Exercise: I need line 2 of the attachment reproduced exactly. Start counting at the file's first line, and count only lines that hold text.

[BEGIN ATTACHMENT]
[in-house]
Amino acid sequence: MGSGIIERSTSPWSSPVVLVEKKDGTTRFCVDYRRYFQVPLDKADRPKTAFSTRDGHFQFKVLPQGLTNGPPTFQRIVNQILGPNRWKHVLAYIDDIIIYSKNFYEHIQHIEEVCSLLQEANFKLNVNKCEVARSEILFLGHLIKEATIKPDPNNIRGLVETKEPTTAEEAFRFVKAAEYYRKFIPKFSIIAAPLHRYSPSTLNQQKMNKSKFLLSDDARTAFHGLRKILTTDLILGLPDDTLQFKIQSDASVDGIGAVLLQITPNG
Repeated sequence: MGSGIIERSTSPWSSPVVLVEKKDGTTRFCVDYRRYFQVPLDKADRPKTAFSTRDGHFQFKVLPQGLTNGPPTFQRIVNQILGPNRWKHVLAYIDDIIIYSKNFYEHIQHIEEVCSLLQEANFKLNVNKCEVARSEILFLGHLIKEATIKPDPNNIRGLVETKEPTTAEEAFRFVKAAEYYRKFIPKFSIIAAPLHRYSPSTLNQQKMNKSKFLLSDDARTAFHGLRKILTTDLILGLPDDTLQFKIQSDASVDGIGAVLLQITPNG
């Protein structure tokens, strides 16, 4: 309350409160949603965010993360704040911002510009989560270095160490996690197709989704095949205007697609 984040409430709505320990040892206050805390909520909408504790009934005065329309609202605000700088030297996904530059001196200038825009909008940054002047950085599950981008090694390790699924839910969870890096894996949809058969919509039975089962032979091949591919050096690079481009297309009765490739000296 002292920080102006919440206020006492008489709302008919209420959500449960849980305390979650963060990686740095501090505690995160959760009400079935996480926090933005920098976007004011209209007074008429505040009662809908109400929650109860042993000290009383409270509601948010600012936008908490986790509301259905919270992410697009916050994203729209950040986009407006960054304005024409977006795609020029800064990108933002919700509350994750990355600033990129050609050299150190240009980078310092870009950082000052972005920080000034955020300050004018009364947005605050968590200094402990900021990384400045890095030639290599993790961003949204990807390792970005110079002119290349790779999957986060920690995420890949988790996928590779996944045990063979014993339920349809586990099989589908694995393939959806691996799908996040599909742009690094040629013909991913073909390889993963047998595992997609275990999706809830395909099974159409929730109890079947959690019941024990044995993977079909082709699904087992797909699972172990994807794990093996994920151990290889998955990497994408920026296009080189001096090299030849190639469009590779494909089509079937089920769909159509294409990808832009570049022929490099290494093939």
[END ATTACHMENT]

Amino acid sequence: MGSGIIERSTSPWSSPVVLVEKKDGTTRFCVDYRRYFQVPLDKADRPKTAFSTRDGHFQFKVLPQGLTNGPPTFQRIVNQILGPNRWKHVLAYIDDIIIYSKNFYEHIQHIEEVCSLLQEANFKLNVNKCEVARSEILFLGHLIKEATIKPDPNNIRGLVETKEPTTAEEAFRFVKAAEYYRKFIPKFSIIAAPLHRYSPSTLNQQKMNKSKFLLSDDARTAFHGLRKILTTDLILGLPDDTLQFKIQSDASVDGIGAVLLQITPNG